In addition to the school’s “indigenized” curriculum, Bissonette envisions inviting elders into the classrooms to share stories and act as academic tutors, exposing students to traditional sports and games, and teaching them Native American languages. Above all, she said the school will work to hire high-quality teachers, whether they’re Native American or not.

The school is partly modeled on a successful charter school in New Mexico called the Native American Community Academy. Opened in 2006, it has a dual focus on academic rigor and student wellness. Last year, 71 percent of its graduates immediately enrolled in college, school officials said. In Denver, only 38 percent of Native American graduates immediately enrolled.

Several years ago, the New Mexico school launched a fellowship program for educators who want to open their own schools focused on better serving Native American students. Bissonette will be the first Colorado educator to be a fellow when she starts this year.

She and her founding board of directors are hoping to open the American Indian Academy of Denver in a private facility somewhere in southwest Denver. That region is home to the Denver Indian Center and has historically had a larger population of Native American families.

However, she said she and her board members realize the Native American population isn’t big enough to support a school alone. More than half of all Denver students are Latino, and they expect the school’s demographics to reflect that. Many Latino students also identify as indigenous, and Bissonette is confident they’ll be attracted to the model.

“This really is a school from us, about us,” she said.

COUNTING TNREADY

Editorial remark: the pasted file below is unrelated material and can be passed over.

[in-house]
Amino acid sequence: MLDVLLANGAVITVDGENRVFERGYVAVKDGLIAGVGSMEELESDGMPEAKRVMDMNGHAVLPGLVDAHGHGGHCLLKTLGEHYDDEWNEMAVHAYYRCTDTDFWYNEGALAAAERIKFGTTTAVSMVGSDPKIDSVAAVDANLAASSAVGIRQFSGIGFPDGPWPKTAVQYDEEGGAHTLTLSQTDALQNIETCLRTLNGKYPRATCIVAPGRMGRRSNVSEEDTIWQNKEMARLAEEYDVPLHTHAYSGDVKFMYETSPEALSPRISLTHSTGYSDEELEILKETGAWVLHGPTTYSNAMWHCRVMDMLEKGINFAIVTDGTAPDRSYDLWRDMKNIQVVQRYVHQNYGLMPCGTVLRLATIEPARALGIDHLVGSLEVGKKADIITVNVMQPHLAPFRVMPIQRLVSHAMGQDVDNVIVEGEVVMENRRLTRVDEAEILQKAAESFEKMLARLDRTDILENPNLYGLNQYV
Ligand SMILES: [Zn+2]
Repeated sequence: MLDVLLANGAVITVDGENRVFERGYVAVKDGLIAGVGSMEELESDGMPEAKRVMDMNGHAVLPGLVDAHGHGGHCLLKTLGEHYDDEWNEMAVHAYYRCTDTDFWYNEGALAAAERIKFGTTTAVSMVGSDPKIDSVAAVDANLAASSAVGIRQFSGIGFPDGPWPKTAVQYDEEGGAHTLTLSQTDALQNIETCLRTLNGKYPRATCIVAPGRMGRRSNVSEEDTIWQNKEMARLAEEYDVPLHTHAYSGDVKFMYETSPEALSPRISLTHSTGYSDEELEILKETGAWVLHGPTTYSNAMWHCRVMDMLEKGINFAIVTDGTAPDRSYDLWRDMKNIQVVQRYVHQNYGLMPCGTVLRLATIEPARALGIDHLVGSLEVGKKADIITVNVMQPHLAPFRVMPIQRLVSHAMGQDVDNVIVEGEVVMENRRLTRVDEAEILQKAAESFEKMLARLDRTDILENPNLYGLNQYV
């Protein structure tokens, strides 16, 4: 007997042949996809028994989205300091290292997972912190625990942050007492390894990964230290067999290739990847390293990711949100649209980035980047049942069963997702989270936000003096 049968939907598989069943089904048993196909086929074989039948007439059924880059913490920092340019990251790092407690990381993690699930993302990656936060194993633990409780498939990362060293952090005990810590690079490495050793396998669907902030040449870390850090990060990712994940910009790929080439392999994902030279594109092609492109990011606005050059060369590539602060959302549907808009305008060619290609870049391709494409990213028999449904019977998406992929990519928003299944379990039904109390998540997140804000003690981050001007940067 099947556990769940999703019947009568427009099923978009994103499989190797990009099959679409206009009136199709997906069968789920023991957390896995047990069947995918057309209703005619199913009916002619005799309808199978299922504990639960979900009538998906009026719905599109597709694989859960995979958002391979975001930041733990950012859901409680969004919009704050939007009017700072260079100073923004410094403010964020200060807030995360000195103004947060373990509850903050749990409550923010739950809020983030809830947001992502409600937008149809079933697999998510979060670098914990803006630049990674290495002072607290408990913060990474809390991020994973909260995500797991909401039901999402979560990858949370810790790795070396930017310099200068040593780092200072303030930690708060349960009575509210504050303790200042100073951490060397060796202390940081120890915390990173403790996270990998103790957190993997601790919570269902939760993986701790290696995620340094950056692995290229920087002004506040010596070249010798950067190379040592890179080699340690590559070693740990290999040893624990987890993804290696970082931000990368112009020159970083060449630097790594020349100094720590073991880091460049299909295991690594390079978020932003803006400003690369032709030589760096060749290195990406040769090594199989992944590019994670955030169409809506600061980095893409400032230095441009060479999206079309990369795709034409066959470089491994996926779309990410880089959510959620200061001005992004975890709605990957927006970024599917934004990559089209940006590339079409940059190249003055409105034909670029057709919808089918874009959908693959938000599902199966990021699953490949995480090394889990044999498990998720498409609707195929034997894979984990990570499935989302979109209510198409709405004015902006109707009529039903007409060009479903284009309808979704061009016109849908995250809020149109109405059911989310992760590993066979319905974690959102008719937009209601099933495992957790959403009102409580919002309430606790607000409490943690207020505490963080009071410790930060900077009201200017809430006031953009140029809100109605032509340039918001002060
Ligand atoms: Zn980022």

School boards across Tennessee scrap TNReady scores from students’ grades

PHOTO: J. Zubrzycki

As the school year comes to a close following the standardized testing debacle that concluded in Tennessee this month, many school districts have decided the scores won’t count toward students’ final grades.

Shelby County Schools, the state’s largest district, will take up the issue Tuesday when the school board meets in a work session.

Earlier this year, the district was one of about half of the state’s school systems that reported to the state it likely would not use the scores because the results were not expected to be received at least five school days before the end of the year. But that early tally was unofficial.

“The survey was just to let us know what they were planning for so we could have a sense of what districts were planning on doing, but it was not binding in any way,” said Sara Gast, a spokeswoman for the state Department of Education.

Now, one by one, a growing number of districts are opting not to count the scores against students whenever the results are released.

This year’s online testing was plagued with a series of testing snafus, including login troubles, an apparent cyberattack, a dump truck cutting a fiber optic line and the wrong test being issued to some students. It’s the third year in a row that TNReady testing has gone wrong.

Bartlett City Schools decided during a special school board session last week not to use the scores on high school report cards after previously saying it would. So did the Franklin Special School District. The week before, Williamson County, Blount County, and Collierville school board members voted the same.

Millington Municipal Schools also will not be using the scores in that district’s final grades. But the district decided in December not to include the scores, said Stacy Ross, a spokesperson for the district.

“The decision was made because the scores from testing would not be back in time for final report cards,” Ross said in a statement to Chalkbeat.

It’s unclear of the 71 school districts that had initially said they planned to count the scores, how many have changed their minds.

Greene County is one of a few districts that has decided to count the scores as 15 percent of students’ final grades.

Before this year’s testing challenges, state law had required that the high school end-of-course exams count for 15 percent of a high school student’s final grade unless the scores came in too late for report cards.

But after the testing snafus, legislators left it in the hands of school boards to decide how much to count TNReady scores — if at all — toward students’ grades.

High school raw scores are expected to be delivered electronically to districts by May 22 and grades 3-8 scores are expected to be available by June 15, according to the state.